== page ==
In Lee Friedlander’s world, topics and planes interwine and overlap, and the common thread ends up resembling an intricate skein.
Much more than just a “serial photographer”, Friedlander has been and still is a collector of collections, who accumulates accumulations that, taken as a whole, compose the puzzle of his and, to a large extent, America’s obsessions.
From self–portraits to female nudes, from dogs to family portraits, from tv sets to desert plants, from monuments to people at work, the so called social landscape of a trivial and in-the-light-of-the-sun America enters Friedlander’s life as well as Friedlander crosses America’s life, its landscape trivial as a déja vu since the ‘60s.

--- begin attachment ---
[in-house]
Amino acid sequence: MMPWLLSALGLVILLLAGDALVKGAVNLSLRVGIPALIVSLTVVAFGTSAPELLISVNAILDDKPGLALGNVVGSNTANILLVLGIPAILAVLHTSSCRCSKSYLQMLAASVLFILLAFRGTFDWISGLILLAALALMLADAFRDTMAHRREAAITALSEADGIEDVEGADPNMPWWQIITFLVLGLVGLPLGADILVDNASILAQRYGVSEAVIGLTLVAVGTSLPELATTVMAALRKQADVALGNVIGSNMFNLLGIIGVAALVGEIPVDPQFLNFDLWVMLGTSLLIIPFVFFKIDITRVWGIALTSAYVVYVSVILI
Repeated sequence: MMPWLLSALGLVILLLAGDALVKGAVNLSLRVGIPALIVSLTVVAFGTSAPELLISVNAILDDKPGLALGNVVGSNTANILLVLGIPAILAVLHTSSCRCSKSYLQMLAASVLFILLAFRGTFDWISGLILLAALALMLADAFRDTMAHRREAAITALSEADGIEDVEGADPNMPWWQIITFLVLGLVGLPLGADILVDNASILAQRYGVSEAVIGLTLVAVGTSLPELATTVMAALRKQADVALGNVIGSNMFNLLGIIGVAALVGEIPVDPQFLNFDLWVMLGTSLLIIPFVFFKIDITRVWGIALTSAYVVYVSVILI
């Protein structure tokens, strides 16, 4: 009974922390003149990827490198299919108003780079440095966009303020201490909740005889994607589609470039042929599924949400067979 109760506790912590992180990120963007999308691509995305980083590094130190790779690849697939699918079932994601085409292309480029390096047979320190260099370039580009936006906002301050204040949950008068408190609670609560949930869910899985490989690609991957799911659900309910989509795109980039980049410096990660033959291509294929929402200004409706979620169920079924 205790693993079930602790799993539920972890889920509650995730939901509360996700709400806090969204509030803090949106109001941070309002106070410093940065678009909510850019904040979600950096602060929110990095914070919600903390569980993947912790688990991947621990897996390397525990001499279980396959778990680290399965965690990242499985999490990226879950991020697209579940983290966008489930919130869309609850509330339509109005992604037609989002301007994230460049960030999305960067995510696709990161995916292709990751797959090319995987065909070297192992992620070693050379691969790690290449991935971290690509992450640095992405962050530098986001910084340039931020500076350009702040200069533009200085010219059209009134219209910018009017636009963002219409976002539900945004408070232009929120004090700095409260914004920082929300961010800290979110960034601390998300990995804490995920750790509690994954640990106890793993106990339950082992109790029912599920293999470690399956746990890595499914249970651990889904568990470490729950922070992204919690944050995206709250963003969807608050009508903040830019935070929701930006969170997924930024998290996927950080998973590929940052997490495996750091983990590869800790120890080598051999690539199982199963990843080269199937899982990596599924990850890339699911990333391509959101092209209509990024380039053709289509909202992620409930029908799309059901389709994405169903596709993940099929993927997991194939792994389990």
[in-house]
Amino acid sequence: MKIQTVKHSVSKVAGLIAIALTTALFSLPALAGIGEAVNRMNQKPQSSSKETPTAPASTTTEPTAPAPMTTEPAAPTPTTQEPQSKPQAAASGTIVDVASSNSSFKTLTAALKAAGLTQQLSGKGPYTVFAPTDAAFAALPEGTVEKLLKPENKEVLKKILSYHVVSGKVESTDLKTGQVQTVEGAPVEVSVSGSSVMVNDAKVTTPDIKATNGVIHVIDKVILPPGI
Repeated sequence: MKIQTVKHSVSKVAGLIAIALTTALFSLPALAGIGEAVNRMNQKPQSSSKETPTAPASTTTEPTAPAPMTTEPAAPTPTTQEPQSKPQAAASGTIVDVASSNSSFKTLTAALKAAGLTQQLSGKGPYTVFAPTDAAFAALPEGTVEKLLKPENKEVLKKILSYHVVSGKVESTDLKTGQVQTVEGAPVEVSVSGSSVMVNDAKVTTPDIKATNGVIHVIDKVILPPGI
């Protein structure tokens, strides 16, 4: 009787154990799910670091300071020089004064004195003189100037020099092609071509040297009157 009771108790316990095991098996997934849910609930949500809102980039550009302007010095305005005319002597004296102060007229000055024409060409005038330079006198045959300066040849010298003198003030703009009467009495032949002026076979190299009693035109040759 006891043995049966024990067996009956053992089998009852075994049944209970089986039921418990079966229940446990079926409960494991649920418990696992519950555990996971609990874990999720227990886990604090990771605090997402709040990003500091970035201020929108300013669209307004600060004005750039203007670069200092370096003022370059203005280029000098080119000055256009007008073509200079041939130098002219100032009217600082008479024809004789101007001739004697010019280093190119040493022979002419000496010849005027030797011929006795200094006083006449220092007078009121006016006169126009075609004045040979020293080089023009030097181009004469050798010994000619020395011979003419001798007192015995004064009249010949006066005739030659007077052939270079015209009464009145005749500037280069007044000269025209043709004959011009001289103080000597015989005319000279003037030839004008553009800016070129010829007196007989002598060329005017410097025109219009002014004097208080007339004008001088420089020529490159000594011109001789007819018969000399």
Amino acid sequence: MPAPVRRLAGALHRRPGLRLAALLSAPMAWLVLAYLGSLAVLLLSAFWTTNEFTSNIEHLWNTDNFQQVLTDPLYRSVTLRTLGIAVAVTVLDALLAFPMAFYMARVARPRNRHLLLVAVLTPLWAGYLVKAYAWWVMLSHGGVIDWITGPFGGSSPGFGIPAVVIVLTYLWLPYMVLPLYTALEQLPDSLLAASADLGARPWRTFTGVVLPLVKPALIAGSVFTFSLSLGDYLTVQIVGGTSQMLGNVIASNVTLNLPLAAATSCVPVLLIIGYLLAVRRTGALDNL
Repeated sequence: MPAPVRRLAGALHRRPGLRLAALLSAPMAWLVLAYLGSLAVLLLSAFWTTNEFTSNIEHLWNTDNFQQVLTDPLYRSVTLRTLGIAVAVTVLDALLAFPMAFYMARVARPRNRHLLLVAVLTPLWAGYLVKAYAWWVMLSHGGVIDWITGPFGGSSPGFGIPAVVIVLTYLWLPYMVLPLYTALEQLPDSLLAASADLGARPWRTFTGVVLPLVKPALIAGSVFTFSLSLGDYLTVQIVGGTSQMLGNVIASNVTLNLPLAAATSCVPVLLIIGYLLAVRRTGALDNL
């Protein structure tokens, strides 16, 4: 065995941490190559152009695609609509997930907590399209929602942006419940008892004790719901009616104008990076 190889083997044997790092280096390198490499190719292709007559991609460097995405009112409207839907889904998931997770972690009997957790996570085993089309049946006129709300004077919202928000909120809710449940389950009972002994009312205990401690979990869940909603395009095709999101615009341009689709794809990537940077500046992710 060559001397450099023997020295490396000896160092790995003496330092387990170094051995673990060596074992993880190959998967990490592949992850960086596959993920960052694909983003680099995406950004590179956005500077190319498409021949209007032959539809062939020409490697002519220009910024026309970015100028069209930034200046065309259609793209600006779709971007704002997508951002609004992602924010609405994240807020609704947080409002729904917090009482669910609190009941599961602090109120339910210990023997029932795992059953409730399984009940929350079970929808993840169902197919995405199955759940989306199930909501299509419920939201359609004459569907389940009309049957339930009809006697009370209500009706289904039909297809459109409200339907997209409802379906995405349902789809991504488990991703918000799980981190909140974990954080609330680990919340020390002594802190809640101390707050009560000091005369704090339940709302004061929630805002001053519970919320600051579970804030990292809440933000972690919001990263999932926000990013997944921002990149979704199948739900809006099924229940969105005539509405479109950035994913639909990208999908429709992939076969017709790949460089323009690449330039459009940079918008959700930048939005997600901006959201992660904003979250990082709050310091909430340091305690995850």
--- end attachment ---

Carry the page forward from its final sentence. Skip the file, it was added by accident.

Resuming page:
Breaking out in 1967 among a new generation of artists — namely Diane Arbus and Garry Winogrand, with him in the seminal New Documents — for whom photography was both a tool of social inquiry and the expression of a private, pisychological drive, Friedlander is America’s compulsive and oblique consciousness, and his latest exhibition deals with one of the most quintessentially american topics.
Simply entitled “SIGNS”, and on display at Fraenkel Gallery in San Francisco until August 21, it is a fifty years long — and through the fifty states — roundup of billboards, advertisements, stickers, figures, painted writings, rough graffitti or neon signs which testify to a society pervaded by communication and consumption.
In Friedlander’s all–embracing vision, though, each one of these information converse with lots of the themes he mostly cherishes, thus resulting in an interpenetration that allows us to see the complexity of his whole artistic achievement in every single body of work.
- Lee Friedlander: SIGNS
- Exhibition dates:
- From July 11 to August 17, 2019
- Fraenkel Gallery
- 49 Geary Street, 4th Floor San Francisco, CA 94108